Back to Back Issues Page
Dallying In The Dirt, Issue #189 --- The colourful colourful coleus cuttings have been taken.
September 27, 2014

Everyone enjoyed my Rose photography but apparently I should have named the Rose. It is Anniversary Blush that was bred and introduced for Sheridan Nurseries 100th anniversary. It has been putting on a spectacular show in my garden all season as it continues to rebloom. We are having the most magnificent week of weather. Sunny and warm and better than many of our mid summer days. It’s hard to remember that we should be in the garden doing our autumn chores. Mother Nature has these built in timers that seem to have no bearing on strange weather. In the middle of this late heat wave I found this wonderful group of large fresh mauve blooms. The Colchicum have burst forth from the ground right on schedule, apparently having no regard for the warm days. I’m sure if I researched far enough I could find a study that indicates just what tells the Colchicum to bloom. This huge clump, I counted about 30 blooms, was planted as a single bulb about 2009. Everybody should see what just one Colchicum bulb can do before they go to the garden centre and suffer sticker shock at the $5 price tag of a single bulb. It really is a great bargain if you understand what it is going to do for the next many years.

The Colchicum blooming does remind me to get on with some of the other autumn chores. I have several Part Time Houseplants that have been outside all summer, I need to think about getting them back into the house. The most tender make the move first and the Hibiscus fall into that category. Before they make the trek there are a few precautions we should take. Indoors these plants become ideal homes for a couple of nasty bugs. Spider mites are possibly the worst. The best defence is a good offence. Even though there is little evidence of any mites presently living on my Hibiscus, I’m sure there are a few in hiding, just waiting for the more ideal conditions indoors. I start spraying several days before they move in. Spider mites are prolific little beasts and they can have an entire life cycle in four days. That’s why we spray every 2 days for several days. We need to catch each batch of eggs as they hatch and kill those nymphs before they have the opportunity to mature and lay the next batch of eggs. Insecticidal soap works nicely on them if we follow that timetable and if we make a point of spraying the underside of the leaves where these little nasties prefer to live.

A more pleasant autumn chore is wandering the garden and choosing which annual flowers we want to propagate and grow over the winter. I have a couple of different Geraniums that I keep from year to year. Taking cuttings from these is a pleasant chore and it provides me with at least two benefits. It saves me the expense of buying new plants in the spring and it provides me with a bit of active indoor gardening during the winter. This year I grew some gorgeous Coleus in the front porch planters. I needed something that would grow well in a container and provide some colour in the shade where I had grown Impatiens for several years. This Coleus did the job extremely well and never even attempted to bloom. Having the multi coloured Coleus plants bloom is not a feature, it’s just the foliage we want. Cuttings from these, easy to root, plants are now in the basement propagating space, beside the Geraniums. I’m not rushing to take cuttings from some of my various Begonias because I’m finding them easier to grow from seed; some even from seed that I’m now collecting in the garden.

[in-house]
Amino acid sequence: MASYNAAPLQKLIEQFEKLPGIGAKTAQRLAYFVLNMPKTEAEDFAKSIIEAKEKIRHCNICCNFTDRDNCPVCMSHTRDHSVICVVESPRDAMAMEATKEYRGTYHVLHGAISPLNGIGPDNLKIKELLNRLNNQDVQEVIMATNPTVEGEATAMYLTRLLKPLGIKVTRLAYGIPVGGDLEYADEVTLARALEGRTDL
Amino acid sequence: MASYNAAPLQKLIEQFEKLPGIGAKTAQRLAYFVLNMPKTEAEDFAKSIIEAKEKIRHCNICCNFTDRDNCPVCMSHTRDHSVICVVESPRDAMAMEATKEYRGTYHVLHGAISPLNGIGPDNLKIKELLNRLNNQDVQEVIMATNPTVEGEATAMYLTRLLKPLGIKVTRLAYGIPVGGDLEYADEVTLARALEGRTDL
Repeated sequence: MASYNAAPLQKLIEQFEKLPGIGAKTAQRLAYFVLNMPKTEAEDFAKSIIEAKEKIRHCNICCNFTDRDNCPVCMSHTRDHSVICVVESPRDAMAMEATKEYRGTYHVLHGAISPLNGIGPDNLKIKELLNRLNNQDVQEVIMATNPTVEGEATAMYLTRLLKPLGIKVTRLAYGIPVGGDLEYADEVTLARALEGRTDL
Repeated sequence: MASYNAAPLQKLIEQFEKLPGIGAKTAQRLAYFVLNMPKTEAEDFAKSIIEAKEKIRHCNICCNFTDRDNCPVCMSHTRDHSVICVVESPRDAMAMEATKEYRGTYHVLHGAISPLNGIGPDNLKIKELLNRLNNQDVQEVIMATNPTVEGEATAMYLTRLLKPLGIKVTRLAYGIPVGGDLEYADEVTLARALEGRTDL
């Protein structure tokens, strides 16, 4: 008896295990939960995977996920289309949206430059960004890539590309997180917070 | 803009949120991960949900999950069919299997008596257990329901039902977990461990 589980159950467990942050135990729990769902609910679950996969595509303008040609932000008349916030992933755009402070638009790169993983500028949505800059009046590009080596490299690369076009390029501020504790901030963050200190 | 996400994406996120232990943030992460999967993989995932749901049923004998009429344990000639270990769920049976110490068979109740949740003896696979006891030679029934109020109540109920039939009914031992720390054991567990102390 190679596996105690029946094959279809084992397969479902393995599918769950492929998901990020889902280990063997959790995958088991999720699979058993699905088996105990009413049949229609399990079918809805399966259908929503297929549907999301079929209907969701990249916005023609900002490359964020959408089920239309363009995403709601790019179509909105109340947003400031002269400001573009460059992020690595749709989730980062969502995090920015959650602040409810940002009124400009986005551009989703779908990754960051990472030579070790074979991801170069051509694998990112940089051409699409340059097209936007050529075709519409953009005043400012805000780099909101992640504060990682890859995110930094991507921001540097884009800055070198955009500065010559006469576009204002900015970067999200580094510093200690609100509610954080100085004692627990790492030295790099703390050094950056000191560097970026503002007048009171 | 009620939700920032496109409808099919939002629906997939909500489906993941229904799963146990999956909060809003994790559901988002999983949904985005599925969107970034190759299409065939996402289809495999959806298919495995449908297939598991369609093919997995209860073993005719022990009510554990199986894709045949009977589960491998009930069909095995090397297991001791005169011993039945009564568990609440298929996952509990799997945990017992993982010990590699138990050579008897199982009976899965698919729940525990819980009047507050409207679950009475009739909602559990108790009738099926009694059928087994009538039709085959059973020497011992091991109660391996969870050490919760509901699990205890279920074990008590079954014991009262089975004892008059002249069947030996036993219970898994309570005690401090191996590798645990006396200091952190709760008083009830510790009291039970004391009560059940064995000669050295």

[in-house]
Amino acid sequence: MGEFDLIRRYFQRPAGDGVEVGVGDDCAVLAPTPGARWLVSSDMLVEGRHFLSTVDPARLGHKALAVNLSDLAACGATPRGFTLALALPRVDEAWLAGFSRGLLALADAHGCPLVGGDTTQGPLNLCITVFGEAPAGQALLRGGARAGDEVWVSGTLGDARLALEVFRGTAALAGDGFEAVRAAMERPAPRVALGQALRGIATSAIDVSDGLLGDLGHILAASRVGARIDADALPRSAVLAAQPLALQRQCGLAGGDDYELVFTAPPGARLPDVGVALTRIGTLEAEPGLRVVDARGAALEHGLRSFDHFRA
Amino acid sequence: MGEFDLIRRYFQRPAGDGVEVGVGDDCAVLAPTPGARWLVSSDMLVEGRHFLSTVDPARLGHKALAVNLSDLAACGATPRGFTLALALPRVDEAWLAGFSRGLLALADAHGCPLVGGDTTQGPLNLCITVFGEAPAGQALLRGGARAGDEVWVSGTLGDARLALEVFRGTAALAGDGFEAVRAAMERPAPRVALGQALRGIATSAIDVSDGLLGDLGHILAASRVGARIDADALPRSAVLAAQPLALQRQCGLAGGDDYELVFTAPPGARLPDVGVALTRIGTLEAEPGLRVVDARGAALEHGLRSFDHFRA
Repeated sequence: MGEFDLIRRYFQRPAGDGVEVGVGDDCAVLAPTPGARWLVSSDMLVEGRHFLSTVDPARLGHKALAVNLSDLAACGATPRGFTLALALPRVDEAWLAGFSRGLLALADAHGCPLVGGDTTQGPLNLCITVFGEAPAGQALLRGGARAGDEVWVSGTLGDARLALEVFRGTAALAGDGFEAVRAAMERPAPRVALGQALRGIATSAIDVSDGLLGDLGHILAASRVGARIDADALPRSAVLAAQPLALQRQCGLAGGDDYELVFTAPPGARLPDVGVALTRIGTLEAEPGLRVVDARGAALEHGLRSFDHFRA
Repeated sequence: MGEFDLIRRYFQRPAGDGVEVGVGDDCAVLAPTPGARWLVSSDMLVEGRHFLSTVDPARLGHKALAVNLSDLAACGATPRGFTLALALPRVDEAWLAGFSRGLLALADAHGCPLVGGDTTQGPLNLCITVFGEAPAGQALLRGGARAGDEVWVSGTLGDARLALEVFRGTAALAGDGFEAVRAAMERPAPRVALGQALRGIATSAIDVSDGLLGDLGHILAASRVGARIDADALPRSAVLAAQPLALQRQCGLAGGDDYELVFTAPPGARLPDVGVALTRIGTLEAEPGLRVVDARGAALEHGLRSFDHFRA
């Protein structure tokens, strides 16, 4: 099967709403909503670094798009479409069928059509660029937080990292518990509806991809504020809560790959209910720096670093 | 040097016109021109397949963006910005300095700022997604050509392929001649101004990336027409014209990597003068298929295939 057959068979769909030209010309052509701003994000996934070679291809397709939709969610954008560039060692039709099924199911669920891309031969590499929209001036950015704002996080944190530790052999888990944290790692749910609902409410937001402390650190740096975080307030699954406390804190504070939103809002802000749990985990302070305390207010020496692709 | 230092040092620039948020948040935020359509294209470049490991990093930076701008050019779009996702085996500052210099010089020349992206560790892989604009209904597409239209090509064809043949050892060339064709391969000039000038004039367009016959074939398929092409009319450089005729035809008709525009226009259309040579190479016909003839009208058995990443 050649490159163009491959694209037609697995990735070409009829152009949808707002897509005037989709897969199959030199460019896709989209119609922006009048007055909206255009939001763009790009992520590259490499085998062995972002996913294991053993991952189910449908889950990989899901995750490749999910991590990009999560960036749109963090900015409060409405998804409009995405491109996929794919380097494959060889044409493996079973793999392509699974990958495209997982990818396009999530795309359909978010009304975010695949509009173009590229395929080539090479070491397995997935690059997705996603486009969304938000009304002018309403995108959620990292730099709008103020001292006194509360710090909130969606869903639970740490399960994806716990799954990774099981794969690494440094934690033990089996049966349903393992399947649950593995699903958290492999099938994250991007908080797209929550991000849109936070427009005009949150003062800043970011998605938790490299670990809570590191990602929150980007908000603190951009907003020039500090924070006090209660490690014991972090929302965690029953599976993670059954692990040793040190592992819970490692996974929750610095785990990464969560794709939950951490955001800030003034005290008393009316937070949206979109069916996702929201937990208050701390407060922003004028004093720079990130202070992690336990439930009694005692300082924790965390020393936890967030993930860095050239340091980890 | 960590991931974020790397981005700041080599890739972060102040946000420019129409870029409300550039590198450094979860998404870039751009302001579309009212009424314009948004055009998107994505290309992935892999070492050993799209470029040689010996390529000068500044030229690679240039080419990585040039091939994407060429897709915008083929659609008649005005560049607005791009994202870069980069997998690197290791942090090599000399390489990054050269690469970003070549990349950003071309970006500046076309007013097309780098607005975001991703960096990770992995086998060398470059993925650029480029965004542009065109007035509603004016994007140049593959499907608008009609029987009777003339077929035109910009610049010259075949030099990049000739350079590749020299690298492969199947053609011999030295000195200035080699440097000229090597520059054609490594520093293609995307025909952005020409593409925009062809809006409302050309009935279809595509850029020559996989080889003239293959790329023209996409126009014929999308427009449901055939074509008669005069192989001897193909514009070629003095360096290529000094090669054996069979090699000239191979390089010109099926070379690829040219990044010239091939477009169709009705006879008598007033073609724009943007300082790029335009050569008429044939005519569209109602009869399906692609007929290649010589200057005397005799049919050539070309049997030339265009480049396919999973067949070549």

Now it’s time to answer a few of my reader’s questions. Don’t forget to check the front page of the Website for frequent short ideas for current gardening activities.

Ann Asks? You describe my yard with overgrown raspberries-but I had cultivated plants and want to know how to deal with them. Can I trellis them? Stake them? Keep them to a few branches?

Ken Answers! Raspberries of many types can be successfully grown in your back yard but they do need some control measures. Careful pruning and training are illustrated at these links. Mobile ones like the Black Raspberry need to be prevented from arching over and rooting in undesirable locations.

Marcia Asks? The few tomatoes that we have left on the vine are not ripening any time soon, and it's September 24th already. We've never had this problem before. Do you have any ideas other than picking them? Was it the weather \ year \ tomato type?

Ken Answers! All of the above. Tomatoes are a hot sunny plant and our rather cool summer has left many of them very slow to ripen. Bringing them in to a sunny windowsill is about all you can do at this point.

Brenda Asks? Vivian mentioned bringing in her angel wing begonias for the winter. I hadn't thought about doing that but what a wonderful idea. Can that be done with dragon wing begonias as well and if so what is the routine for bringing them in?

Ken Answers! Some Begonias can be brought in to grow as houseplants for the winter. Dragon wings would probably survive for a while but if they are like mine they are far too big to move in. They do not propagate from cuttings very well but grow readily from seed if started early enough. I leave mine to die in the frost and buy new seed.

111 Trent St. W.
Whitby ON

Back to Back Issues Page